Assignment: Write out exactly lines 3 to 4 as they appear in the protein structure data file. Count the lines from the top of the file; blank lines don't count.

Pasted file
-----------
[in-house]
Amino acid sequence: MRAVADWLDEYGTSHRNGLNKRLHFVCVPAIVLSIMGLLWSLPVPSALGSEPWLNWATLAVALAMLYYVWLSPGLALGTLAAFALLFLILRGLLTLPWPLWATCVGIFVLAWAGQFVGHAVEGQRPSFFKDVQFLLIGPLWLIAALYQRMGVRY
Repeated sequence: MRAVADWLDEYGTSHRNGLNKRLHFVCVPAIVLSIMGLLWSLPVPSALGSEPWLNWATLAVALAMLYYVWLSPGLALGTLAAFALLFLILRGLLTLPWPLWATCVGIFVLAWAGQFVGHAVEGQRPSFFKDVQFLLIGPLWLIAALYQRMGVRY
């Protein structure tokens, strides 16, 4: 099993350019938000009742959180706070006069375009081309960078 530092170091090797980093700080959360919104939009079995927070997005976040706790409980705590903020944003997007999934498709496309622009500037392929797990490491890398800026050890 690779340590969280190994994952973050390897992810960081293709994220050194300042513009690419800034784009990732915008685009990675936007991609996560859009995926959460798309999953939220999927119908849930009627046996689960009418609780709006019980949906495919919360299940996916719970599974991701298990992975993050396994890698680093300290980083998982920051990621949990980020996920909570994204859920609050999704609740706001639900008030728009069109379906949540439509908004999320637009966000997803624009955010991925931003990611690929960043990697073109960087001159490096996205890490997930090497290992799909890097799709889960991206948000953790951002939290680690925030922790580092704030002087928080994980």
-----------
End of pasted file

Repeated sequence: MRAVADWLDEYGTSHRNGLNKRLHFVCVPAIVLSIMGLLWSLPVPSALGSEPWLNWATLAVALAMLYYVWLSPGLALGTLAAFALLFLILRGLLTLPWPLWATCVGIFVLAWAGQFVGHAVEGQRPSFFKDVQFLLIGPLWLIAALYQRMGVRY
């Protein structure tokens, strides 16, 4: 099993350019938000009742959180706070006069375009081309960078 530092170091090797980093700080959360919104939009079995927070997005976040706790409980705590903020944003997007999934498709496309622009500037392929797990490491890398800026050890 690779340590969280190994994952973050390897992810960081293709994220050194300042513009690419800034784009990732915008685009990675936007991609996560859009995926959460798309999953939220999927119908849930009627046996689960009418609780709006019980949906495919919360299940996916719970599974991701298990992975993050396994890698680093300290980083998982920051990621949990980020996920909570994204859920609050999704609740706001639900008030728009069109379906949540439509908004999320637009966000997803624009955010991925931003990611690929960043990697073109960087001159490096996205890490997930090497290992799909890097799709889960991206948000953790951002939290680690925030922790580092704030002087928080994980």